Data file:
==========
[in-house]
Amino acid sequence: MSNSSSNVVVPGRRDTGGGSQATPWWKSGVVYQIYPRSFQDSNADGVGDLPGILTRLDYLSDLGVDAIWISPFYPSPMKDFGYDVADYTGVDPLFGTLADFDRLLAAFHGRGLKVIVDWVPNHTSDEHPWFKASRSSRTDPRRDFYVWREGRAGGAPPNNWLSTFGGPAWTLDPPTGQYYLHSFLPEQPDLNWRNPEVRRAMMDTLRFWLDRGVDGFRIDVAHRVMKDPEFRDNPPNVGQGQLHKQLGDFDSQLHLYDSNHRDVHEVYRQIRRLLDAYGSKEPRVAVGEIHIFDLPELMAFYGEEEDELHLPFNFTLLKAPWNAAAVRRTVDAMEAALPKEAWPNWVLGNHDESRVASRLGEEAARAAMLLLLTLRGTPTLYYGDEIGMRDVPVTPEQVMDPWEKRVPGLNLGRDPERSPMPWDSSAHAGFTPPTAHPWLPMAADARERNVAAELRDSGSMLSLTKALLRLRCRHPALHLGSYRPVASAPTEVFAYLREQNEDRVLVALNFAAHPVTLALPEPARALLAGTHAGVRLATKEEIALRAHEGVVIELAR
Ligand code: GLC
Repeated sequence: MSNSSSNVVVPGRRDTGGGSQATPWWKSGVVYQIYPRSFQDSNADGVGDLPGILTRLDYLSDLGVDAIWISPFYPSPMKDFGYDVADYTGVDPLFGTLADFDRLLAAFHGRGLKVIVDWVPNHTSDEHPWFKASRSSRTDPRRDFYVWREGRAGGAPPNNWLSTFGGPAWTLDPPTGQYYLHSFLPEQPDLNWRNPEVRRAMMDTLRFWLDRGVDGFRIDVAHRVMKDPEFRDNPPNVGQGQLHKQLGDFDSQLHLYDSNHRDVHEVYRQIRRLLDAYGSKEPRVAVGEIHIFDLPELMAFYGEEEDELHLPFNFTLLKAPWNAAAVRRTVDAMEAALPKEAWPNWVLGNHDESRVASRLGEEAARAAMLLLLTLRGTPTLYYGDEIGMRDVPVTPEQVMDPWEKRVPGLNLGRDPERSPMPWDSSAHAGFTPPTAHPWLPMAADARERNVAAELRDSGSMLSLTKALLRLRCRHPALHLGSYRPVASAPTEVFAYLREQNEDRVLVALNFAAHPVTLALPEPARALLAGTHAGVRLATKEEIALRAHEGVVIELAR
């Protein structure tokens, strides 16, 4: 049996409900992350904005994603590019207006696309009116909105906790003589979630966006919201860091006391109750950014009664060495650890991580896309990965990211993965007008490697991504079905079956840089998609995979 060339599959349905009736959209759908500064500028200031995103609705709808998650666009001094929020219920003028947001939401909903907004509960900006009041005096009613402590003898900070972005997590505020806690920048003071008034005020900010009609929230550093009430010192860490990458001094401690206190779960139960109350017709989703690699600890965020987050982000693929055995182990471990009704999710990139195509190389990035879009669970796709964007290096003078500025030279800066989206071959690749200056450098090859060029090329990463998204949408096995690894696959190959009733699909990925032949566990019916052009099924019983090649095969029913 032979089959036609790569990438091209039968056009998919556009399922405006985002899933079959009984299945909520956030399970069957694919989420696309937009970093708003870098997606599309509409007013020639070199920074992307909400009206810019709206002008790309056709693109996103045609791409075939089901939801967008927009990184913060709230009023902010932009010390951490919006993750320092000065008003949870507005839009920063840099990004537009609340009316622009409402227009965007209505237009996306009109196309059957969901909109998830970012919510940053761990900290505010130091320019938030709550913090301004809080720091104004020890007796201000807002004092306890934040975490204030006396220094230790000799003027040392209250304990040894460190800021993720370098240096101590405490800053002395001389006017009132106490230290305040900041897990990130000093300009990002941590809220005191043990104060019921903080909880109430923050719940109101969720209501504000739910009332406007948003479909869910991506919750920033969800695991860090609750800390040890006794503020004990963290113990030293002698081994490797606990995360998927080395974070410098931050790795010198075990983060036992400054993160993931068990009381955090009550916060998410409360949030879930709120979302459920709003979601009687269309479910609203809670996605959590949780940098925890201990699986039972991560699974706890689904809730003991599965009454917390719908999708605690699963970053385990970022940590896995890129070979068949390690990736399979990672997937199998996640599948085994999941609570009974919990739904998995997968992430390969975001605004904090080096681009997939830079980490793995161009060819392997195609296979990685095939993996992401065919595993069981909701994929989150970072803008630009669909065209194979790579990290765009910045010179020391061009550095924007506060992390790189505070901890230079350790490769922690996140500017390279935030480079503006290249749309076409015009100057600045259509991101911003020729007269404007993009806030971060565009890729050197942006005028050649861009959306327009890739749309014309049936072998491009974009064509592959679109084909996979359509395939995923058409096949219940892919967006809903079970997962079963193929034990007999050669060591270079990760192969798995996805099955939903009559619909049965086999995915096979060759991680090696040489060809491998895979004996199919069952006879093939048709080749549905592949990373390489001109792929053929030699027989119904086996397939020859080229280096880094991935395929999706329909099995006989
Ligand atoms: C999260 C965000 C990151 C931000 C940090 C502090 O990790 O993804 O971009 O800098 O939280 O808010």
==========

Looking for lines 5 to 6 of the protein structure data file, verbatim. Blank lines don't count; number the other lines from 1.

């Protein structure tokens, strides 16, 4: 049996409900992350904005994603590019207006696309009116909105906790003589979630966006919201860091006391109750950014009664060495650890991580896309990965990211993965007008490697991504079905079956840089998609995979 060339599959349905009736959209759908500064500028200031995103609705709808998650666009001094929020219920003028947001939401909903907004509960900006009041005096009613402590003898900070972005997590505020806690920048003071008034005020900010009609929230550093009430010192860490990458001094401690206190779960139960109350017709989703690699600890965020987050982000693929055995182990471990009704999710990139195509190389990035879009669970796709964007290096003078500025030279800066989206071959690749200056450098090859060029090329990463998204949408096995690894696959190959009733699909990925032949566990019916052009099924019983090649095969029913 032979089959036609790569990438091209039968056009998919556009399922405006985002899933079959009984299945909520956030399970069957694919989420696309937009970093708003870098997606599309509409007013020639070199920074992307909400009206810019709206002008790309056709693109996103045609791409075939089901939801967008927009990184913060709230009023902010932009010390951490919006993750320092000065008003949870507005839009920063840099990004537009609340009316622009409402227009965007209505237009996306009109196309059957969901909109998830970012919510940053761990900290505010130091320019938030709550913090301004809080720091104004020890007796201000807002004092306890934040975490204030006396220094230790000799003027040392209250304990040894460190800021993720370098240096101590405490800053002395001389006017009132106490230290305040900041897990990130000093300009990002941590809220005191043990104060019921903080909880109430923050719940109101969720209501504000739910009332406007948003479909869910991506919750920033969800695991860090609750800390040890006794503020004990963290113990030293002698081994490797606990995360998927080395974070410098931050790795010198075990983060036992400054993160993931068990009381955090009550916060998410409360949030879930709120979302459920709003979601009687269309479910609203809670996605959590949780940098925890201990699986039972991560699974706890689904809730003991599965009454917390719908999708605690699963970053385990970022940590896995890129070979068949390690990736399979990672997937199998996640599948085994999941609570009974919990739904998995997968992430390969975001605004904090080096681009997939830079980490793995161009060819392997195609296979990685095939993996992401065919595993069981909701994929989150970072803008630009669909065209194979790579990290765009910045010179020391061009550095924007506060992390790189505070901890230079350790490769922690996140500017390279935030480079503006290249749309076409015009100057600045259509991101911003020729007269404007993009806030971060565009890729050197942006005028050649861009959306327009890739749309014309049936072998491009974009064509592959679109084909996979359509395939995923058409096949219940892919967006809903079970997962079963193929034990007999050669060591270079990760192969798995996805099955939903009559619909049965086999995915096979060759991680090696040489060809491998895979004996199919069952006879093939048709080749549905592949990373390489001109792929053929030699027989119904086996397939020859080229280096880094991935395929999706329909099995006989
Ligand atoms: C999260 C965000 C990151 C931000 C940090 C502090 O990790 O993804 O971009 O800098 O939280 O808010």